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The Great Recession Tanked the American Birth Rate

The Great Recession isn't over. Want proof? Look no further than the American fertility rate

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New research is shining a light on the not-so-long but very steady decline of the American fertility rate. According to a study published in the journal Demography, Americans may be having fewer children than at any other time in history due to the decline in manufacturing jobs in the wake of the Great Recession. This insight bolsters the argument that private and public divestment from American families in the form of falling wages and failing programs has made Americans of child-having age reluctant to make the leap. This so-called birth strike (a term popularized by author and activist Jenny Brown) is real — a product of economic reversal likely to lead to the broader consolidation of the domestic economy.

American fertility rates hit an all-time low of 1,728 births per 1,000 women in 2018, well below the “replacement rate” of 2,100 births per 1,000 women. That means that Americans aren’t having enough kids to keep the population stable (immigration is obviously part of population stability as well, but that has also been trending down despite presidential pronouncements to the contrary). A decline in population means fewer workers and consumers.

The decline, which started in the early 1990s, has long been understood to have been exacerbated by the Great Recession. After all, fertility rates tend to decline when the economy is troubled. But the trend here is unusual. Fertility rates historically rebound as the economy improves. That hasn’t happened since 2008.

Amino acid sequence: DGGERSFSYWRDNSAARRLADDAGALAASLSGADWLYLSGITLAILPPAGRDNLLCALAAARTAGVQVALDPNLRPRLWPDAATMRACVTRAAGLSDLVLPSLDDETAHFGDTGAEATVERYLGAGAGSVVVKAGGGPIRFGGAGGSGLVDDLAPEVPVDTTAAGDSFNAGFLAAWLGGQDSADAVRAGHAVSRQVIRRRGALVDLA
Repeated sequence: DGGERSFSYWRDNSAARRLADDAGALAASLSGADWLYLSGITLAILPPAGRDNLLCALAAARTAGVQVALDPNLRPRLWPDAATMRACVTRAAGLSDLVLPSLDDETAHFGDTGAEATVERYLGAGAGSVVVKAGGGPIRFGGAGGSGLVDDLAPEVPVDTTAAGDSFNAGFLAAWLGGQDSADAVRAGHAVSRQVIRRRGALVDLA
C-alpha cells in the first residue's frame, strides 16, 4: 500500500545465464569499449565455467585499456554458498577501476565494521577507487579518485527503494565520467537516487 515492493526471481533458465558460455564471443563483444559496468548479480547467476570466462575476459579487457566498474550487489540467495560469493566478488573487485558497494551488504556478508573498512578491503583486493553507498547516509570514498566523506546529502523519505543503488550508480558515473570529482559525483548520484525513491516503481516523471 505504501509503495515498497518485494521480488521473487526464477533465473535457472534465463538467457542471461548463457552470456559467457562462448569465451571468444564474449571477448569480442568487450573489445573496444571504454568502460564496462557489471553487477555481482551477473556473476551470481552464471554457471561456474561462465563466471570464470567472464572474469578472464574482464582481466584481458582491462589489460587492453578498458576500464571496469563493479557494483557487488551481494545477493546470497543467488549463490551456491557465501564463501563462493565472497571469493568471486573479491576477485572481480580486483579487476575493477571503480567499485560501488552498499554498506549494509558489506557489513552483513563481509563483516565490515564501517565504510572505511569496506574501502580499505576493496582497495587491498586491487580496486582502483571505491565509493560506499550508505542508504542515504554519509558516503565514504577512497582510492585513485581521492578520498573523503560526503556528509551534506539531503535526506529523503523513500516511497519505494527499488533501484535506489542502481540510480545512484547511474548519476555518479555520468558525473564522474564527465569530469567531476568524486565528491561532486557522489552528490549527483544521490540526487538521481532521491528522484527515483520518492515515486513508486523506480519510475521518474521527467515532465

In order to understand why, University of Wisconsin-Madison sociologist Nathan Seltzer went looking for potentially correlated data sets and settled on numbers tracking the decline in manufacturing jobs. He analyzed 24 years of data, looking at every birth in America at the county level. What he found was that a lack of manufacturing jobs in an area was a far more accurate predictor of fertility rates than unemployment rates, which have long been used as the ur-economic indicator.

These findings track with historical data. During the post-World War II years, manufacturing helped build the middle class. That was thanks in part to the fact that manufacturing jobs paid well and could be acquired with only a high school diploma. Also, workers in manufacturing jobs were usually represented by Unions. In the late 50s, in fact, over 30 percent of American workers were in a union.

Union membership allowed workers to bargain for family wages that allowed one parent to stay home and raise children. And the fact those children could find a good job without attending college meant that parents did not have to invest an inordinate amount of time, energy and money into their child’s schooling and enrichment activities.

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Seltzers findings suggest that the reason fertility rates have not rebounded is that parents no longer see a clear path to the middle class for their children. Now that the success of a child is connected to higher education, parenting is more expensive and more time-consuming. Meanwhile, support for parents is shrinking. The upshot is that having children has begun to feel like the uphill battle it has become for anyone working a blue collar job. There are simply too many costs and too few guarantees for it to make sense for American workers to have 2.1 children a pop.

The dwindling birth rate, known to activists and sociologists focused on the economics of parenting as the “birth strike” because of its potential long term effects on employers, shows no sign of changing even as the employment rate nears all-time lows. Given that, it’s highly unlikely that trends will change until policies do or until new avenues towards the middle class are opened.